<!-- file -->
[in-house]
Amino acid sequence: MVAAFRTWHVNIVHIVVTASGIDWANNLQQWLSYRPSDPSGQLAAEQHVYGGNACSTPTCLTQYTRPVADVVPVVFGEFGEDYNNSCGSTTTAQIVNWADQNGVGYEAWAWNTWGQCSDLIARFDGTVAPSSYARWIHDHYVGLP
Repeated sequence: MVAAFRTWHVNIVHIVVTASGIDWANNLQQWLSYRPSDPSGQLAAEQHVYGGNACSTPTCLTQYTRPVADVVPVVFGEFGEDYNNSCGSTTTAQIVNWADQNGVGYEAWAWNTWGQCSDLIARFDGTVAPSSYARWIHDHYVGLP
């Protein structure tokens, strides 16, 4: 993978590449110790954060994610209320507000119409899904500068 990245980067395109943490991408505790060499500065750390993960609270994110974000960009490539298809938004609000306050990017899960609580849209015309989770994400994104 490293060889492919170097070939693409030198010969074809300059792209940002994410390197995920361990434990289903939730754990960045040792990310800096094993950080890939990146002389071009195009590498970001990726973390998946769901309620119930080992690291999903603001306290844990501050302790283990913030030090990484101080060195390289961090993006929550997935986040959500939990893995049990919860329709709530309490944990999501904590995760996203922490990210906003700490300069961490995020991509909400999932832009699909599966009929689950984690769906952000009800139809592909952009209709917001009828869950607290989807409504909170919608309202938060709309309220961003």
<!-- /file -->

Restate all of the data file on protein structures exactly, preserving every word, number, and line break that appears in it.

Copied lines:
[in-house]
Amino acid sequence: MVAAFRTWHVNIVHIVVTASGIDWANNLQQWLSYRPSDPSGQLAAEQHVYGGNACSTPTCLTQYTRPVADVVPVVFGEFGEDYNNSCGSTTTAQIVNWADQNGVGYEAWAWNTWGQCSDLIARFDGTVAPSSYARWIHDHYVGLP
Repeated sequence: MVAAFRTWHVNIVHIVVTASGIDWANNLQQWLSYRPSDPSGQLAAEQHVYGGNACSTPTCLTQYTRPVADVVPVVFGEFGEDYNNSCGSTTTAQIVNWADQNGVGYEAWAWNTWGQCSDLIARFDGTVAPSSYARWIHDHYVGLP
């Protein structure tokens, strides 16, 4: 993978590449110790954060994610209320507000119409899904500068 990245980067395109943490991408505790060499500065750390993960609270994110974000960009490539298809938004609000306050990017899960609580849209015309989770994400994104 490293060889492919170097070939693409030198010969074809300059792209940002994410390197995920361990434990289903939730754990960045040792990310800096094993950080890939990146002389071009195009590498970001990726973390998946769901309620119930080992690291999903603001306290844990501050302790283990913030030090990484101080060195390289961090993006929550997935986040959500939990893995049990919860329709709530309490944990999501904590995760996203922490990210906003700490300069961490995020991509909400999932832009699909599966009929689950984690769906952000009800139809592909952009209709917001009828869950607290989807409504909170919608309202938060709309309220961003």